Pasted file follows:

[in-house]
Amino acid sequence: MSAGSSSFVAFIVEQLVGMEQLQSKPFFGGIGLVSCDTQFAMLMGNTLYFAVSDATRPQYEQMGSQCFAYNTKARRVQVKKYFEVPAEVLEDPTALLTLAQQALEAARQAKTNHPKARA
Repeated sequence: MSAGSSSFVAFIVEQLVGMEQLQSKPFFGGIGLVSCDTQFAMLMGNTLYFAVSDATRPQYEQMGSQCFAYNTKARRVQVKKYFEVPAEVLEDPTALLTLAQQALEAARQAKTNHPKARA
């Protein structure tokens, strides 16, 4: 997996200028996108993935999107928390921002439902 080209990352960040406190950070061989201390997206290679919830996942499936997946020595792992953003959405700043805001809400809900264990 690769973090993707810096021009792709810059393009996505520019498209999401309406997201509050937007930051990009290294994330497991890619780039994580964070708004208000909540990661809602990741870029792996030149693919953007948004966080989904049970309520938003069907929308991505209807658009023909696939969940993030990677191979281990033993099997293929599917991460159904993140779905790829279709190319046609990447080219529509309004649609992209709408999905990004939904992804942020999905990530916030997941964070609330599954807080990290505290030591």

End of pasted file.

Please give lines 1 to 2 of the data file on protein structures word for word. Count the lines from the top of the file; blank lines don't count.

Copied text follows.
[in-house]
Amino acid sequence: MSAGSSSFVAFIVEQLVGMEQLQSKPFFGGIGLVSCDTQFAMLMGNTLYFAVSDATRPQYEQMGSQCFAYNTKARRVQVKKYFEVPAEVLEDPTALLTLAQQALEAARQAKTNHPKARA